New operator for Japan National Stadium



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NTT Docomo to operate Tokyo National Stadium Image: Tokyo Paralympic Committee

The Japan Sport Council (JSC) has given a consortium led by mobile phone carrier NTT Docomo preferential negotiation rights to operate the Japan National Stadium from the start of the financial year in 2025.

Japan News said the central government intends to sell the rights to operate the stadium to the private sector for 30 years.

The stadium in Shinjuku Ward, Tokyo, served as the main venue for the Tokyo Olympic and Paralympic Games in 2021.

The consortium, which also includes the Japan Professional Football League (J.League), general contractor Maeda Corp., and SMFL Mirai Partners Co., has offered to pay 52.8 billion yen ($338 million) for the rights.

This would significantly reduce the Japanese government’s financial burden as far as the stadium is concerned.

The NTT Docomo-led group’s proposal was in line with the ideas of the Japan Sports Agency, which is leading the initiative to switch the stadium to private-sector operation.

New initiatives under the incoming operator could include fund raising with a naming rights deal and increasing the number of events held at the venue. The stadium is currently managed by the JSC.

Japan news further stated that costs to operate the stadium, including maintenance and management fees, came to about 1.7 billion yen in fiscal 2022 when it began full-scale operations.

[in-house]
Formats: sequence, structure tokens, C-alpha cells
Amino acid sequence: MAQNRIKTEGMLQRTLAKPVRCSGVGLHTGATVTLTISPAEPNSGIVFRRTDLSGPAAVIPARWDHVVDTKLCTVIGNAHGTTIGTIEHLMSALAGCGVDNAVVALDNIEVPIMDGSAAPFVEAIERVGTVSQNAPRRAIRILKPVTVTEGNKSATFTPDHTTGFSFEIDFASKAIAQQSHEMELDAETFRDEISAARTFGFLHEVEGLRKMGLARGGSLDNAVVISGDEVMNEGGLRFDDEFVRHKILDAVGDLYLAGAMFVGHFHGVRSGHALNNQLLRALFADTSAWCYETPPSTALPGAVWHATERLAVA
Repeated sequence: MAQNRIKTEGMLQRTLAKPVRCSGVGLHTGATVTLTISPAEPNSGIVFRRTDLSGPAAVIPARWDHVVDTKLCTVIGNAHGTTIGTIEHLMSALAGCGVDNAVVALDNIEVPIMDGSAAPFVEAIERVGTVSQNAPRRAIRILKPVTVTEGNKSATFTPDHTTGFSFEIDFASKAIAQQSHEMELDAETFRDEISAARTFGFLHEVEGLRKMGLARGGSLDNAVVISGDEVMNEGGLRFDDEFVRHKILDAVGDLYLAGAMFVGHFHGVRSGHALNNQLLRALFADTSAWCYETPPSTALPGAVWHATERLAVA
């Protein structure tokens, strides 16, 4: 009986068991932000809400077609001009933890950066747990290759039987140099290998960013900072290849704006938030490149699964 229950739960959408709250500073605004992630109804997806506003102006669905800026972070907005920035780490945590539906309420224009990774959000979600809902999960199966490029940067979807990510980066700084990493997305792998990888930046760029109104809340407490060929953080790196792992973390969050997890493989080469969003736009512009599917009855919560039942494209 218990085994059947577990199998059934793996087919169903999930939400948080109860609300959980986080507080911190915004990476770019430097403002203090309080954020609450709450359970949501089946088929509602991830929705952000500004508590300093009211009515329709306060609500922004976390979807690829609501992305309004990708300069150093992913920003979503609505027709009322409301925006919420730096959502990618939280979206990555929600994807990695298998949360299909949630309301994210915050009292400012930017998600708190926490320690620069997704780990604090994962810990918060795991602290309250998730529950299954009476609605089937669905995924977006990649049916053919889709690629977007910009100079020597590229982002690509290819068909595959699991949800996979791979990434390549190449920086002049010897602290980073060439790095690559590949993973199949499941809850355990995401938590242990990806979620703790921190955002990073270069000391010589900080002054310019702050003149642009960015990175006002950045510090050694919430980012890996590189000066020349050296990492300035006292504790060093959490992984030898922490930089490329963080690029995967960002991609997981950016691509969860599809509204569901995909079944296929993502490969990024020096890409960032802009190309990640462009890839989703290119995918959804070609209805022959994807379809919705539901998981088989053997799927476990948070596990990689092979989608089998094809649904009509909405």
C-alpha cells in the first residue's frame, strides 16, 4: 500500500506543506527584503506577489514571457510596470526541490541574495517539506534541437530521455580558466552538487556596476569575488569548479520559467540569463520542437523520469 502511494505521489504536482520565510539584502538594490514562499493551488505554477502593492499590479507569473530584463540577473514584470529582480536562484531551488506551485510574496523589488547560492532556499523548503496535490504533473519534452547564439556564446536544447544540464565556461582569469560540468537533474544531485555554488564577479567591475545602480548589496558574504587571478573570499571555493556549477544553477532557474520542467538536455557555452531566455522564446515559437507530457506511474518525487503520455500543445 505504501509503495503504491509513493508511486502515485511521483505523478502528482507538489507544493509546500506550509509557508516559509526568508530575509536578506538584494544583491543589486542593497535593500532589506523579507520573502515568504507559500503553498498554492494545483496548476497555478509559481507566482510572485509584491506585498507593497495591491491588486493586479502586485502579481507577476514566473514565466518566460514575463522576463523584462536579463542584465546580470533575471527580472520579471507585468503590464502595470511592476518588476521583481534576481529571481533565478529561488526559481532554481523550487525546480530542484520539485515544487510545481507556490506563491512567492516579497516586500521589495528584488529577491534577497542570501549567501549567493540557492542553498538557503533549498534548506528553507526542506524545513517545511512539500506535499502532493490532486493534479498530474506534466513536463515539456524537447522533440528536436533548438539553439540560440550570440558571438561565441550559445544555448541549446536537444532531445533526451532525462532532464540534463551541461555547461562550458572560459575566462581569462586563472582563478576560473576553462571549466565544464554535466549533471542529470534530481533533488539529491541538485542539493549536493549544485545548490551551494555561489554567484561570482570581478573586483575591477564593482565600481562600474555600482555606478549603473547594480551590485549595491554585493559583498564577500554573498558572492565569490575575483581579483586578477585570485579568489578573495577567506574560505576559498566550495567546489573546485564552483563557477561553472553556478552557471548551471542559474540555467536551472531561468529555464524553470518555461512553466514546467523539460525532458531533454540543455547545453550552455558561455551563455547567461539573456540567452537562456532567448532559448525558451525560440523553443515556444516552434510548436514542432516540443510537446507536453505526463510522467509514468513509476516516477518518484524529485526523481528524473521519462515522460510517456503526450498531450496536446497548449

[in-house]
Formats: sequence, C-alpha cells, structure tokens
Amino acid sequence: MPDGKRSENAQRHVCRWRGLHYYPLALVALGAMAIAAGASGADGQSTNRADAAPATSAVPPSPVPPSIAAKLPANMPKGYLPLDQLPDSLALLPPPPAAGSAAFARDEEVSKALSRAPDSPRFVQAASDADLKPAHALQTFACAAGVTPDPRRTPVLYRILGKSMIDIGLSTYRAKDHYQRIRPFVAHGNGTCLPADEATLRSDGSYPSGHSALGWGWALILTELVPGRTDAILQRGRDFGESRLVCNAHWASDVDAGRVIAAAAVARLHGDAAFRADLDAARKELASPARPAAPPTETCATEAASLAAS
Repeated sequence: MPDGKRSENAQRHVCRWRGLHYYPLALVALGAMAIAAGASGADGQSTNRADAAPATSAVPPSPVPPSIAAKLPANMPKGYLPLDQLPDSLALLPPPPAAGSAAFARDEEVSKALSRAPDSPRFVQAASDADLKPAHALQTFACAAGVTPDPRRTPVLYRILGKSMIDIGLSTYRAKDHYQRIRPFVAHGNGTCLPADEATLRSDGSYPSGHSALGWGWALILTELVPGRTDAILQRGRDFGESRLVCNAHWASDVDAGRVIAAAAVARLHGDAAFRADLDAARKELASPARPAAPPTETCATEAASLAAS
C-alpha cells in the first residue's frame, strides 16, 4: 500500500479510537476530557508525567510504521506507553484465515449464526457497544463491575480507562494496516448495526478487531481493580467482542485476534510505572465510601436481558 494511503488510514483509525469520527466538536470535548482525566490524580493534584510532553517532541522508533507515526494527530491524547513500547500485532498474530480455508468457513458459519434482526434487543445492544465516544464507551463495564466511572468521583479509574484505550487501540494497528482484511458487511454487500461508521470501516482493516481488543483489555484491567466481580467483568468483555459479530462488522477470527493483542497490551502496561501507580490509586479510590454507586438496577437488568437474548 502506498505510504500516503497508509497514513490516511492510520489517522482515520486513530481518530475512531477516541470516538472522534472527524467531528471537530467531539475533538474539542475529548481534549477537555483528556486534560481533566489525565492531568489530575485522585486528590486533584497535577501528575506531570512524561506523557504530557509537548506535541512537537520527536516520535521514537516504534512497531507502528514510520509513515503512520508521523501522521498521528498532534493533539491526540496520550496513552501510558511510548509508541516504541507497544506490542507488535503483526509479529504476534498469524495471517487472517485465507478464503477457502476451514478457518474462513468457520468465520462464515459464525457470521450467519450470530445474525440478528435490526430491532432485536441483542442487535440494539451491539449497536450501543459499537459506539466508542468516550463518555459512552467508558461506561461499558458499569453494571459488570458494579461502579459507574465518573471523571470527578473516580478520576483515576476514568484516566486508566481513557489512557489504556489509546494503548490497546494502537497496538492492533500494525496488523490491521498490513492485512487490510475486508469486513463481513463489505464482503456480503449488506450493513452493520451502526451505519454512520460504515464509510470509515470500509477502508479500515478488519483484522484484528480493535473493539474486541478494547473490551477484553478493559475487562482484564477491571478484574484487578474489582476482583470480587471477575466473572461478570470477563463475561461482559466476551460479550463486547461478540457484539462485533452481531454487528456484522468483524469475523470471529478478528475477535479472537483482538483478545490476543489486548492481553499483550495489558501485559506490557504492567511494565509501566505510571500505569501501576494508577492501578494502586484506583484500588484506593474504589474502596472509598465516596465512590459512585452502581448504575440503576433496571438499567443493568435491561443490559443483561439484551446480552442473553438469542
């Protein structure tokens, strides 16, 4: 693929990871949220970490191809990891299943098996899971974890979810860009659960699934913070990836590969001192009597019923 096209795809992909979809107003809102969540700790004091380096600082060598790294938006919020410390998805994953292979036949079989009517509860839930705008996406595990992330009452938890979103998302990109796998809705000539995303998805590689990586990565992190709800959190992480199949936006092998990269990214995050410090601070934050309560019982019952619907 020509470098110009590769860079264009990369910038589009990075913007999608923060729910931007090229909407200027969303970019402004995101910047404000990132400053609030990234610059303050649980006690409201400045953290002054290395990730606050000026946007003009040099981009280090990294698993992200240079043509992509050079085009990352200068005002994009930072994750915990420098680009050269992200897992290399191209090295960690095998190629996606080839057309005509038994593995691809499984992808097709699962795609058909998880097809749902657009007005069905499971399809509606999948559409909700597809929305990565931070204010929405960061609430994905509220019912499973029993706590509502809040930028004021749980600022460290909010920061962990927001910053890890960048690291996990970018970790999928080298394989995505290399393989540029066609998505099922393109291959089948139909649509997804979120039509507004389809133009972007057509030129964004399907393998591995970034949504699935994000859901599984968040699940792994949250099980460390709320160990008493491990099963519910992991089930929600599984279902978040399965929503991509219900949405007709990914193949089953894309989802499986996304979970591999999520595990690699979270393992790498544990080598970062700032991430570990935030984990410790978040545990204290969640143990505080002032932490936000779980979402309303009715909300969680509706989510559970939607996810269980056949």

Income was about 900 million yen that year. The stadium is expected to lose 1 billion yen a year in fiscal 2023 and 2024.

In December 2022, the government announced its policy of covering maintenance and management costs for up to about 1 billion yen a year as part of privatization efforts, and the council began publicly soliciting private-sector entities to take over the operation of the facility in July last year.

Three consortia submitted proposals to operate the stadium, which were then studied by an expert panel.

In the preferred bidder selection process, the NTT Docomo-led group scored some 460 out of 500 points, easily beating its two rival bidders. The three bidders’ proposals were examined by a panel of experts formed by the JSC, an independent administrative agency.

The council said the consortium led by NTT Docomo was chosen in recognition of its proposal, which would significantly reduce public expenses. The proposal was also highly regarded for its “ambitious content that will open up new possibilities for the outdoor stadium’s businesses.”

NTT Docomo hopes to use the Innovative Optical and Wireless Network, its next-generation communications infrastructure that uses optical technology, in running the stadium, and plans to make it possible to hold concerts and other large-scale events by making full use of cutting-edge communications technology.

The consortium will also begin developing digital technology to reduce unwanted sound since the stadium has an open roof.

NTT Docomo and the other three parties plan to sign a formal contract as early as September and take over the relevant businesses of the council in April next year.

The national government will continue to own the stadium.

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